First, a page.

If you want to become a licensed pharmacist or work on the frontlines of research with a pharmaceutical company, you'll need an advanced degree. The PharmD is one of the most popular pathways into the pharmaceutical industry, and the only degree that leads to pharmacist licensure in the US.
Many PharmD graduates also earn additional certifications that open up pathways in clinical pharmacy, government work, or as a professor. In other words, this is the gateway to many job opportunities.
The American Association of Colleges of Pharmacy notes that nearly half of PharmD students are 25 or under. Many applicants transition right from high school to either a bachelor's degree or pre-pharmacy program. During the two to four years in the pre-professional setting, students must complete a demanding set of prerequisite courses—which we'll touch on below—to qualify for the professional school of pharmacy.
Other professionals may transition into PharmD programs after spending time as a pharmacy technician or working elsewhere in the health system.
The professional portion of a PharmD program traditionally takes four years to complete; that's after two to four years of completing prerequisite courses. After graduation, some students complete additional residencies and fellowships, depending on their career goals.
In addition to the traditional application materials—personal essay, letters of recommendation, transcripts—PharmD candidates must prove they've completed necessary coursework to be prepared for the professional program.
These courses usually include a mixture of biology, human anatomy, calculus, and statistics. Some schools will also only accept up to one grade in these classes under a C and may require that the courses were completed in the past five years.
Students transferring into a professional program from a different school must also complete the Pharmacy College Admissions Test (PCAT).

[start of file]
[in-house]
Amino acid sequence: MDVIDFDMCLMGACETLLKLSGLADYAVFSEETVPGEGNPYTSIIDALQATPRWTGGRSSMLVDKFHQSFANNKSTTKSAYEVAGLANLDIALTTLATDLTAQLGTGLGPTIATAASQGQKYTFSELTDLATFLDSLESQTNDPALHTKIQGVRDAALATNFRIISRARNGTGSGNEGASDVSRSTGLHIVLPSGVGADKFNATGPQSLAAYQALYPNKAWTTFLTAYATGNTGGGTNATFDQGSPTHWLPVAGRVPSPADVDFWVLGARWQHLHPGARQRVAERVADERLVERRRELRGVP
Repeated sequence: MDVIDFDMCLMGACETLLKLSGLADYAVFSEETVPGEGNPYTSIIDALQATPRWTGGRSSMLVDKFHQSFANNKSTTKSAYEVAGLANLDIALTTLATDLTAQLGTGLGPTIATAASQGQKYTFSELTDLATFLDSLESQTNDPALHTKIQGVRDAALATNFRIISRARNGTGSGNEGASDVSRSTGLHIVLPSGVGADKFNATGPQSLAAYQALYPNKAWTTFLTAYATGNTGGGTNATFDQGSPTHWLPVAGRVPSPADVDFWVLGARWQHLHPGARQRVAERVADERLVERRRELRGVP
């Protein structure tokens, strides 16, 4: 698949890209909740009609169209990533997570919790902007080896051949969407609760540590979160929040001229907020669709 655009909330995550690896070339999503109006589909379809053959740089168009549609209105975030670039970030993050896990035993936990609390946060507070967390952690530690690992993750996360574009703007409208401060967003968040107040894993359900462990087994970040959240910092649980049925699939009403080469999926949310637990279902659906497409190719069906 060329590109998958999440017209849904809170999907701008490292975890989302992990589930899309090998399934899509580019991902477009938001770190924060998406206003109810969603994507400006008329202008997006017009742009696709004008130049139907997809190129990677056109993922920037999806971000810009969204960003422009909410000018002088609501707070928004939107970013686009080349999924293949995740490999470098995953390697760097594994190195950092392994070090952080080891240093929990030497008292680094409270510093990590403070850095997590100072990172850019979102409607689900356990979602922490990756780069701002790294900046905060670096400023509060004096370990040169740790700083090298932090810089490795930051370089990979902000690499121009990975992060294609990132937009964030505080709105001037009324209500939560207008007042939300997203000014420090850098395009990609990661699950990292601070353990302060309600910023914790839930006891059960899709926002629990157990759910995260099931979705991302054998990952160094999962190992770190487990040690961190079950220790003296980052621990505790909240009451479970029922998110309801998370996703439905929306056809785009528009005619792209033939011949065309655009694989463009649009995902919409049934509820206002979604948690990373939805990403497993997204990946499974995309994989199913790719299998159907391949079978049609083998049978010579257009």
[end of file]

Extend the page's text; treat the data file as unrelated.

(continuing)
While experiential education is a part of many post-graduate programs, in a PharmD it's mandatory. State licensure requirements dictate the level of required hands-on experience, but most programs offer extensive opportunities balanced with traditional coursework.
For example, Butler University breaks down its curriculum into three parts: the introductory pharmacy practice experience, their university core curriculum, and the advanced pharmacy practice experience. This last requirement occurs at the end of the program, immersing students into full-time entry-level pharmaceutical work with an experienced healthcare team.
Coursework dives deeper into the topics covered in pre-professional coursework. Students learn about clinical biochemistry, the ethics of prescribing medication, drug interactions, immunizations, genetics, and more.
Specialization plays a large role in customizing your education in a PharmD program, either through electives, unique residency programs, or a dual degree option. Some students opt to take electives and complete training related to areas such as geriatric pharmacy, regulatory practices, or clinical pharmacy. Many universities—such as Rutgers University—also offer dual degrees in medicine, public health, or healthcare administration.
One place to start your search for the pharmacy program that is best-suited to your career goals is US News and World Report. Here are three schools that fall within this year's highest-ranked pharmacy programs.
UNC Chapel Hill boasts a list of impressive stats that sent it to the top of the rankings for a PharmD education. The school ranks high for its residency match rate: 94 percent of students pass the NAPLEX exam, and 88v receive their first or second choice position after graduation. Over 80 percent of graduates go on to complete additional training for specialized roles.
For the past decade, more than 90 percent of students at UC San Francisco—and in some cases, as many as 99 percent—successfully completed the program, and the vast majority went on to their chosen residency match. In 2020, every student successfully passed the NAPLEX exam, far higher than the national average. The university offers an extensive intern and graduate placement process as well.
UM at Ann Arbor highlights its low student-to-faculty ratio and access to top research projects among the program’s highlights. Its large and active network of alumni connects UM graduates with job and residency opportunities as well as to projects, making a direct impact on today's public health.
Full-time, in-person Doctor of Pharmacy programs are still the most common format today, but we're starting to see more and more online and hybrid options across the country. Butler University recently received accreditation approval for an online format with the option to transition to an on-campus format down the line. The program launches in the fall of 2022.
In most cases, students in online programs have the opportunity to complete the majority—if not all—of their coursework in an asynchronous or synchronous format from home. Programs still require students to complete a hands-on component either on campus or in a local healthcare setting approved by the school.